Andrew Freedman, director of marijuana coordination for Colorado, said the governor’s views reflect a growing sense of optimism about how the industry is regulated. “In the short run, there have been a lot fewer public safety and health issues than the governor feared in the beginning,” said Freedman, who is often referred to as the state’s marijuana czar. “In the beginning, we had problems with edibles and hash oil fires but now, for the most part, Colorado looks a lot like it did before legalization.”
Marijuana consumption has not changed much from pre-legalization levels and there has been no significant increase in public health and safety problems, he said. As for the $100 million in tax revenue, Freedman noted, that's out of a $27-billion state budget. Some 70% of the money is earmarked for school construction, public health initiatives and other projects. The rest goes back into regulating the industry.
“The governor has called this a grand experiment from the beginning. He looks at data points as he goes along and I think he’s pleasantly surprised that there were not as many challenges as he thought,” Freedman said. “He would say the jury is still out on this experiment but he’s optimistic.”
Some are less circumspect. “The state’s image is actually rising. We were just ranked as the best place to live in America,” Tvert said. “The idea that businesses would not relocate here or conferences wouldn’t be held here was untrue. In fact, attendees at conferences are now offered pot tours as day trips.”
May 17, 2016 in History of Marijuana Laws in the United States, Recreational Marijuana Commentary and Debate, Recreational Marijuana Data and Research, Recreational Marijuana State Laws and Reforms, Taxation information and issues , Who decides | Permalink | Comments (0)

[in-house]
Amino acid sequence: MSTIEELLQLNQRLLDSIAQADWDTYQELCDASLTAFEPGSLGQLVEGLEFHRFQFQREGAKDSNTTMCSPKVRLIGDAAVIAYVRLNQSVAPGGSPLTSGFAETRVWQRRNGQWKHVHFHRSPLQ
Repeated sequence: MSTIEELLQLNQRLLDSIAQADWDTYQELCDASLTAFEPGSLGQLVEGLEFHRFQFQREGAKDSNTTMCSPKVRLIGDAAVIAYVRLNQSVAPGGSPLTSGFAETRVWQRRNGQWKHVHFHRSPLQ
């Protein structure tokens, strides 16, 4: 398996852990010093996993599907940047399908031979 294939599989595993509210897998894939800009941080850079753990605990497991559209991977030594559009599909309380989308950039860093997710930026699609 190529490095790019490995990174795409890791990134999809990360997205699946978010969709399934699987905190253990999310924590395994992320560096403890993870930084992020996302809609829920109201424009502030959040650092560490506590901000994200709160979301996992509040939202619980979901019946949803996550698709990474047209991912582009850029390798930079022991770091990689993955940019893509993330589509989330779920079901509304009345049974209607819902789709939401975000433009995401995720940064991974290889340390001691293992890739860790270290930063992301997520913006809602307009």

Saturday, May 14, 2016
The Tax Foundation describes itself as the "nation’s leading independent tax policy research organization," and it claims that "since 1937, [its] principled research, insightful analysis, and engaged experts have informed smarter tax policy at the federal, state, and local levels." Helpfully, it has recently turned its attention to marijuana reform via these two new publications:
Here are the "Key Findings" from these two reader-friendly reports (which overlap a bit):
- Marijuana tax collections in Colorado and Washington have exceeded initial estimates.
- A mature marijuana industry could generate up to $28 billion in tax revenues for federal, state, and local governments, including $7 billion in federal revenue: $5.5 billion from business taxes and $1.5 billion from income and payroll taxes.
- A federal tax of $23 per pound of product, similar to the federal tax on tobacco, could generate $500 million per year. Alternatively, a 10 percent sales surtax could generate $5.3 billion per year, with higher tax rates collecting proportionately more.
- The reduction of societal risk in being engaged in the marijuana trade, as well as the inclusion of taxes, will combine to reduce profits (and tax collections) somewhat from an initial level after national legalization.
- Society pays all the costs regardless of legality but tax revenues help offset those costs.
- Marijuana tax collections in Colorado and Washington have exceeded initial estimates, and a nationwide legalization-and-tax regime could see states raise billions of dollars per year in marijuana tax revenue.